Tim Gasper [00:50:41] So great conversation. Key takeaway. Started off with honest no- bs, what is business value? And you said that you've been iterating on this a lot. As an aside, I'm curious about some of the previous iterations, how you decided that something wasn't quite right. But you've got some very specific words here. Evidenceable, positive impact on your company performance. And it's not always going to be profit, was a key thing you mentioned, right? It depends on kind of what mode you're in. A couple of different modes that you mentioned, including a hybrid kind of option. First option of a mode that your business might be in was fiscal goal mode, trying to save some money on the budget. This is a situation where maybe quick wins are more important. Maybe cost savings is a little bit more of a focus. Maybe it's just really A plus B equals C, kind of quick math. You focused on, I think, a very useful definition. You said friction. Friction is the time complexity and effort to do something. And when you have friction, you're going to have dropoffs in whatever funnel for whatever business process that you might be looking at. And these dropoffs are things that if you can address them, if you can optimize them, that's stuff that can affect this fiscal year, which is kind of I think how you were thinking about the fiscal mode. You've said this really then links to business processes. You can't measure friction if you don't have a clear understanding of your business processes, and we all don't do that enough well. You mentioned that, " I've never seen anyone maintain their business process models beyond sort of the initial events that maybe triggered them documenting it." So it's very important for you to do a better job of documenting those critical business workflows. You also talked about metadata being critical because it represents how the business works and you can improve the operational efficiency by focusing on it. And also the criticality of meta metadata, the data about the metadata, which is also important. Then you mentioned the second mode, which is growth mode.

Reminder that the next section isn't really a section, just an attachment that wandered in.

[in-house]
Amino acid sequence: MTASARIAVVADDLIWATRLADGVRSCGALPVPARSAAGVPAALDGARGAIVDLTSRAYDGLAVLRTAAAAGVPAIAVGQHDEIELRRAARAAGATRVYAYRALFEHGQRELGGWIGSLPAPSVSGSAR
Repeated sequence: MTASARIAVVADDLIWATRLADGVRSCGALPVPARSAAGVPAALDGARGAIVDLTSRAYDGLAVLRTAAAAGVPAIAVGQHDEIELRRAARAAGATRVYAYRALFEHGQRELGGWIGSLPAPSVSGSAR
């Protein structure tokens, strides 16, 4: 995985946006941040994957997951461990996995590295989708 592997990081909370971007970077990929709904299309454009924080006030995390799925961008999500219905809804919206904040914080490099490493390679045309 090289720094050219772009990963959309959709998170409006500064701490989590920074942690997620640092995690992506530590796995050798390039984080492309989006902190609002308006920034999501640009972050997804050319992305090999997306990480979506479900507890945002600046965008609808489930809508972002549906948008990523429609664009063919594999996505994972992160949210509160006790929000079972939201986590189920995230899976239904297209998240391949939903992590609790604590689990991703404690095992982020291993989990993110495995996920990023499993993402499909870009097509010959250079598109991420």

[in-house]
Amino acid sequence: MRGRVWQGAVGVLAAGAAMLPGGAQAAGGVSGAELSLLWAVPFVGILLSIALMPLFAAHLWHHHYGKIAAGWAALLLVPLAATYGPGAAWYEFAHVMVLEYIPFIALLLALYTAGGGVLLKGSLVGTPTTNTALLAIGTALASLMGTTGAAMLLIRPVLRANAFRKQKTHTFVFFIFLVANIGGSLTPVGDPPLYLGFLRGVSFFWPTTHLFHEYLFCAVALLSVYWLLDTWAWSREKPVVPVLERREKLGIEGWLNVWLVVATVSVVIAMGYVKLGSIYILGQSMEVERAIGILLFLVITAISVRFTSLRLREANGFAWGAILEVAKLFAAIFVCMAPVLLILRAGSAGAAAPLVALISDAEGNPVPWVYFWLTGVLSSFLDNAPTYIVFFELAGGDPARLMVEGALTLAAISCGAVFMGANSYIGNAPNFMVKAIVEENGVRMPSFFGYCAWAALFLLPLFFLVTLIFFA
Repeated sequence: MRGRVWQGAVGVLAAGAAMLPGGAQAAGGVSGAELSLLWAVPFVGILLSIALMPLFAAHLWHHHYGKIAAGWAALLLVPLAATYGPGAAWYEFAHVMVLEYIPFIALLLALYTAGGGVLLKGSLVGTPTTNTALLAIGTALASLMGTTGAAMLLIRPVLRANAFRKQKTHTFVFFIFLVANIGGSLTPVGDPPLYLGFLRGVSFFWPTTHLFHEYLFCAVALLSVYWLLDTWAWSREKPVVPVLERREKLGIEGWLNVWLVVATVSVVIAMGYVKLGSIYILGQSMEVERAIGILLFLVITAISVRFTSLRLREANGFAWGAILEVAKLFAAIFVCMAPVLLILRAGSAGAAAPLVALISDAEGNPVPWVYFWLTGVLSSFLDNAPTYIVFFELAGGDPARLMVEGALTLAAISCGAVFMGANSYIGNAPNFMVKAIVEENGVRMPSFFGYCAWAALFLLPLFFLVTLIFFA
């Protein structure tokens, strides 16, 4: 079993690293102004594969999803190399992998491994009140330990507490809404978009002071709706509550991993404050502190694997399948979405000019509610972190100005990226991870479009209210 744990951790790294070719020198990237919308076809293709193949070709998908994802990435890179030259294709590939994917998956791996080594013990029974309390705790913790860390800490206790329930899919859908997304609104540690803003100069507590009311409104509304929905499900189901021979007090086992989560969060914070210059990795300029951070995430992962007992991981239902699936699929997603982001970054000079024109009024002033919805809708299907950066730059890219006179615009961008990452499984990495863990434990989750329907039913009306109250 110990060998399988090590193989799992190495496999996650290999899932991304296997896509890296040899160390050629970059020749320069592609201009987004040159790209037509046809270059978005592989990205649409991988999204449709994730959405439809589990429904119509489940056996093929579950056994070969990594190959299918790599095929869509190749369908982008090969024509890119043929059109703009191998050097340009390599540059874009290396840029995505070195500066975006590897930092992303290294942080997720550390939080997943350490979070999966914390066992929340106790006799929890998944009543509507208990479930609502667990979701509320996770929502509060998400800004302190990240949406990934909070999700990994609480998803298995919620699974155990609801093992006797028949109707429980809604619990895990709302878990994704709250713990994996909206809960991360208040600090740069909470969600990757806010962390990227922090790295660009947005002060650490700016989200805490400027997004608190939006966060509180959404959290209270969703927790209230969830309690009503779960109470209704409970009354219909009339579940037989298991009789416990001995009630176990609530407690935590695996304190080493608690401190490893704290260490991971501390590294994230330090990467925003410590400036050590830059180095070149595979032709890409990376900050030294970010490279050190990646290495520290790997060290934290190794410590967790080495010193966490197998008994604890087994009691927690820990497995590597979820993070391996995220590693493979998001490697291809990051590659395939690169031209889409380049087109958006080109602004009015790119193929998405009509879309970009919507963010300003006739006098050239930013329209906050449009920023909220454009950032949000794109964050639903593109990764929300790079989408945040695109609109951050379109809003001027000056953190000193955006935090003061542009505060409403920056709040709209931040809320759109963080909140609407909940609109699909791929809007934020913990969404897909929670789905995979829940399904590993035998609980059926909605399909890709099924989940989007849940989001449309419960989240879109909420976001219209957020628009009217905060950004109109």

Chris Tabb [00:52:39] We did cover a lot, did we?

Juan [00:52:41] We did.

Tim Gasper [00:52:42] And you mentioned a lot of the vendors that are here at the conference and a lot of them are in growth mode where it's not necessarily about, " Hey, let's get profitable." It's, " Hey, here's a bunch of money, here's a bunch of investment, get competitive differentiation, get market share, get number of customers."